4. This model points out that for understanding higher mental processes like thinking some drastic modifications could be needed in our curriculum or method of instruction.

5. This model has explored 150 intellectual abilities and this enables us to find out whether we are paying sufficient attention to each one of them or not and if not how to improve.

6. This model guides us to device enrichment programmes for the gifted children.

7. It stresses that learning of specific skills should be our focus of attention.

8. SI Model is very useful in constructing tests of various types for different age groups.

9. This concept of Guildford will prove useful in our future research in the areas of learning, memory, problem-solving etc.

10. This model discovered many abilities which were not known before.

11. It is very useful for vocational training.

Conclusion: Guildford’s theory of Intelligence seems to be the most comprehensive theory as it attempts to take into considerations all possible aspects of intellectual activity.

3. Thurston’s Group Factor Theory

Louis Thurston came out with the group factor theory (1937) saying that Intelligence is a cluster of abilities. These mental operations then constitute a group. A second group of mental operations has its own unifying Primary factor; a third group has a third Primary factor and so on. Each of them has its own primary factor. Each of these primary factors is said to be relatively independent of others. He pointed out that there were Seven Primary Mental Abilities and later on added two more. They are:

  1. Verbal comprehension Factor. This factor involves a person’s ability to understand verbal material. It is measured by tests such as vocabulary and reading comprehension.
  2. Verbal fluency Factor. This ability is involved in rapidly producing words, sentences, and other verbal material. It is measured by tests such as one that requires the examinee to produce as many words as possible beginning with a particular letter in a short amount of time.
  3. Numerical Factor. This ability is involved in rapid arithmetic computation and in solving simple arithmetic word problems.
  4. Perceptual speed Factor. This ability is involved in proofreading and in rapid recognition of letters and numbers. It is measured by tests such as those requiring the crossing out of As in a long string of letters or in tests requiring recognition of which of several pictures at the right is identical to the picture at the left.
  5. Inductive reasoning Factor. This ability requires generalization—reasoning from the specific to the general. It is measured by tests, such as letter series, number series, and word classifications, in which the examinee must indicate which of several words does not belong with the others.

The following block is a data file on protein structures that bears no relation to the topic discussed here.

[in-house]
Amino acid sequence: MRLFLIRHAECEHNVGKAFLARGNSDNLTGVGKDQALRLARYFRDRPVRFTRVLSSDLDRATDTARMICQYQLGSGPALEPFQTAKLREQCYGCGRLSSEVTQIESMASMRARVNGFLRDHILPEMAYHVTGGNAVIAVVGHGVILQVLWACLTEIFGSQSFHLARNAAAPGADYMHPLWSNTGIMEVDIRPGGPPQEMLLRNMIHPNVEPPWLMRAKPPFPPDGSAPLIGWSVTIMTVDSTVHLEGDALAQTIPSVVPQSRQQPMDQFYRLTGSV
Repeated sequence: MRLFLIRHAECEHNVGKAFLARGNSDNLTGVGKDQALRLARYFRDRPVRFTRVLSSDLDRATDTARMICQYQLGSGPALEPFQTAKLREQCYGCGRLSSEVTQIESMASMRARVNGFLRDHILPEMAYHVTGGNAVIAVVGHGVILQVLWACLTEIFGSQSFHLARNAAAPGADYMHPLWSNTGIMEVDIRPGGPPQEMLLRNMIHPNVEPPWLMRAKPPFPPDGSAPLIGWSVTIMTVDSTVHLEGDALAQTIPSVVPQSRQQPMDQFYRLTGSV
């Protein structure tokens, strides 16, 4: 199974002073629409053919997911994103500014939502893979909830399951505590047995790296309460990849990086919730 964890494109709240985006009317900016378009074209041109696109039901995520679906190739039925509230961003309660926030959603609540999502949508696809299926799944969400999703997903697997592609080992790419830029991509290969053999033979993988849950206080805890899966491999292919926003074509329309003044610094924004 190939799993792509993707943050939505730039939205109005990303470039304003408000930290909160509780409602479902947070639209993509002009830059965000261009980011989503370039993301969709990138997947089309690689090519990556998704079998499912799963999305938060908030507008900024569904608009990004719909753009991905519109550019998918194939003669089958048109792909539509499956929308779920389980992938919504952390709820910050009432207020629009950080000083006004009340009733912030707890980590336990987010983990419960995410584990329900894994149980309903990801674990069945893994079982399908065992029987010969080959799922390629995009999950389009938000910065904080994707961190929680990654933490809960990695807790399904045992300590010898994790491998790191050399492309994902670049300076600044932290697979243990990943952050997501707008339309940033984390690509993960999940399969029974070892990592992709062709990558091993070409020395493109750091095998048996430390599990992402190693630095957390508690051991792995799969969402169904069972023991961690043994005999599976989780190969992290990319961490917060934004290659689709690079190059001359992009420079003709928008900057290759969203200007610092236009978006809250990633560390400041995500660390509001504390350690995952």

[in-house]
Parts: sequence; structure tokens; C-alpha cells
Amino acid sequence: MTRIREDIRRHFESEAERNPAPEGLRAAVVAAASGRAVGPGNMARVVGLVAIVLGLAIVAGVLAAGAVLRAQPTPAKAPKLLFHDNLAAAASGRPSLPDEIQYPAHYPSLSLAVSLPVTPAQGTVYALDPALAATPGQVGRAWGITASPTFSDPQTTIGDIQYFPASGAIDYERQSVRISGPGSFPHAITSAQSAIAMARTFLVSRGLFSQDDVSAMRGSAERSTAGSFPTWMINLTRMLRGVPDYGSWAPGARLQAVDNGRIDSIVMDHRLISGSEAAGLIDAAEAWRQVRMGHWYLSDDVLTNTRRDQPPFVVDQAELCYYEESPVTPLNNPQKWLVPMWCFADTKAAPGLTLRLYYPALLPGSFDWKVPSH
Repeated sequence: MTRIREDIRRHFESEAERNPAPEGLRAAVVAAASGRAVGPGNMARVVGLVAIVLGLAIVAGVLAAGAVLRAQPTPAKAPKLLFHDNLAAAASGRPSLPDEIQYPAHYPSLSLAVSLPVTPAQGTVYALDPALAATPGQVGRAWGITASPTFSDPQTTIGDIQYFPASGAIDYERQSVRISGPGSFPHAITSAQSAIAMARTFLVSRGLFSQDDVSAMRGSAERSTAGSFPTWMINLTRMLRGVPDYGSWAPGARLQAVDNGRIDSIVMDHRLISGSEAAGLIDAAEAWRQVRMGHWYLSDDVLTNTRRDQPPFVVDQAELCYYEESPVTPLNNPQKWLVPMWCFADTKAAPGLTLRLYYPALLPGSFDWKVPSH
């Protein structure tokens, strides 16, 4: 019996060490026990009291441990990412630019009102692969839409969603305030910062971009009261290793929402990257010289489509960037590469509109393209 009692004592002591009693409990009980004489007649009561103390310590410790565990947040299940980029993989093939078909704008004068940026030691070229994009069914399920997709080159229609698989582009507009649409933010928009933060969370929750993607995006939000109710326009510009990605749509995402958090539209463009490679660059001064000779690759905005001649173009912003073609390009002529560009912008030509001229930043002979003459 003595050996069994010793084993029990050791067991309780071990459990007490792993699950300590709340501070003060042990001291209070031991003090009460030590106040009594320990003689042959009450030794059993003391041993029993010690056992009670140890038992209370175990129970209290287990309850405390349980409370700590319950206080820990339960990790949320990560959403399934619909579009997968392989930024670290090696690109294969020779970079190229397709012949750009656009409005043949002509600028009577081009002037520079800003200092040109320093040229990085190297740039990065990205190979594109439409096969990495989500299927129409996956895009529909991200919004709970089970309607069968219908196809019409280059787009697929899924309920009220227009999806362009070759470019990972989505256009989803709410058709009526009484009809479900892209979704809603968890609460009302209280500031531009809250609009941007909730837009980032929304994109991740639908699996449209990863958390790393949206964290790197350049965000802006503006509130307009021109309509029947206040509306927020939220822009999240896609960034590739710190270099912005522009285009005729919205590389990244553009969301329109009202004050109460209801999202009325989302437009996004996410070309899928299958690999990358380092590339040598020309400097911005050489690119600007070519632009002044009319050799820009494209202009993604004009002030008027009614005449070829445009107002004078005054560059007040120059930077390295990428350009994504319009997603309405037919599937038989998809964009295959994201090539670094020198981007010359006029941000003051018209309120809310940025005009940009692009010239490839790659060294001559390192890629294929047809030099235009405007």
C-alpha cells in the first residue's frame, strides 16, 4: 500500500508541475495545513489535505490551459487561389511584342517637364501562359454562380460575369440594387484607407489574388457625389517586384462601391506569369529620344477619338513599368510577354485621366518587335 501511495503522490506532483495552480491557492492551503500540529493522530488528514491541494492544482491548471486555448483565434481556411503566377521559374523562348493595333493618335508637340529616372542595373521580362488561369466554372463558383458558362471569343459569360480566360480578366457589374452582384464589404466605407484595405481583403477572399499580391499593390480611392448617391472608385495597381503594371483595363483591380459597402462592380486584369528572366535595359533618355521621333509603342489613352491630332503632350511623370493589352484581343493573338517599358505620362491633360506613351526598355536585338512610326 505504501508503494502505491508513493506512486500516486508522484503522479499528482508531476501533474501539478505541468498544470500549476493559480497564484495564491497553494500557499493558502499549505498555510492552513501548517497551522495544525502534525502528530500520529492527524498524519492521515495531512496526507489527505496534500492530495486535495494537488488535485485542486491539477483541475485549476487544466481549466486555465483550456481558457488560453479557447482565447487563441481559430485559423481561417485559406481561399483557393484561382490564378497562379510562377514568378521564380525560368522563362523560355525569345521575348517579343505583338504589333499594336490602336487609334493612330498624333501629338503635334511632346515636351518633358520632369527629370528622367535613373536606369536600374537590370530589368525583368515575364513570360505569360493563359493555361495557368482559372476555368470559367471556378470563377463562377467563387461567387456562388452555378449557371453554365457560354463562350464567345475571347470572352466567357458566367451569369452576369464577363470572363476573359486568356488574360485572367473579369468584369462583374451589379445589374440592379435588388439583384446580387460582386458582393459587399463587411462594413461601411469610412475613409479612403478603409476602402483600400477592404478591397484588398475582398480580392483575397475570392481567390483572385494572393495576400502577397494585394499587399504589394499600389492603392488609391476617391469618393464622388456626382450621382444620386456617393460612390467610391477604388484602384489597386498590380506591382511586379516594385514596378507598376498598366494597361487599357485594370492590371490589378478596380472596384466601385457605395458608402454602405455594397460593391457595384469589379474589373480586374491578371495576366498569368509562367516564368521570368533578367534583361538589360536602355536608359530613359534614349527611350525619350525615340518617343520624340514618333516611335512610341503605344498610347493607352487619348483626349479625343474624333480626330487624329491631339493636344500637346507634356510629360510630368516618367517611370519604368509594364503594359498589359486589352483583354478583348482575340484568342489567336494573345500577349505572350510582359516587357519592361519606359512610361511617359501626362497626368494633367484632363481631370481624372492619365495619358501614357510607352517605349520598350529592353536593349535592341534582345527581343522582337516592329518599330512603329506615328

6. Spatial visualization Factor. This ability is involved in visualizing shapes, rotations of objects, and how pieces of a puzzle fit together. An example of a test would be the presentation of a geometric form followed by several other geometric forms. Each of the forms that follows the first is either the same rotated by some rigid transformation or the mirror image of the first form in rotation. The examinee has to indicate which of the forms at the right is a rotated version of the form at the left, rather than a mirror image.
  7. Memory Factor. It means the ability to recall and associate previously learned items effectively or memorize quickly.

Later on other factors were added on like Deductive Reasoning (P) – Ability to use the generalized results correctly and Problem solving ability factor (PS) -Ability to solve problem independently.

Educational Significance and Implications

  1. Thurston contributed greatly to the measurement of attitudes. In psychology, the ‘Thurston scale’ developed in 1928 was the first formal techniques for measuring of attitudes.
  2. Thurston’s theory of intelligence was a major influence on later theories of multiple intelligences, such as those of Guilford, Gardner, and Sternberg.
  3. Thurston has been noted for developing a comparative judgment scaling technique. The rank scale can be used to rank all possible feelings related to an issue and to categorize people expressing an opinion based on the rank of that opinion. It is used today mainly in basic research.
  4. Thurston held that if the individual wants to perform any particular activity, one or more of these factors or abilities are involved. Some of them are more important than others.

About John Parankimalil

John Parankimalil, SDB, M.A. (English), M.Ed, Ph.D (Education), popularly known as P.D. Johny is a member of the Salesians of Don Bosco. He is presently the Rector and Principal of Don Bosco College, Tura, Meghalaya and Director of Don Bosco College of Teacher Education, Tura. He received the 1st Computer Literacy Excellence Award from Dr APJ Abdul Kalam, the President of India in August 2002 and the Guruvar Best Teacher Award from Shri Kapil Sibal, HRD Union Minister in 2009. He was formerly Principal of St Anthony's Higher Secondary School, Shillong and National President of All India Association of Catholic Schools (AINACS), New Delhi and the Charter President of Rotary Club of Orchid City, Shillong. He has authored several books. He is an Eduationist, Story-Teller and Leadership Trainer. He conducts seminars for Principals, Teachers, Students and Parents. His popular books include, He Can Who Thinks He Can (Macmillan), An Elocution Manual (Orient Longman), Progressive Parenting (Unicorn), Inspirational Stories for Purposeful Living (Babhani) The Way to Success and Happiness (Savio), How to Win Over Your Problems (Babhani), The Secrets of High Achievers (Babhani).
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3 Responses to Theories of Intelligence

  1. Richard Gangte says:

    Thanks, i would like to request you to send me notes on the curriculum

  2. Richard Gangte says:

    I request you to send me the assignment on norm-refrenced test and criterion refrenced test. Thanks

  3. vidya says:

    Sir thanks. .I would like to request to send the notes on ecological theory (Bronfrenbrenner)&Holistic theory of development (steiner )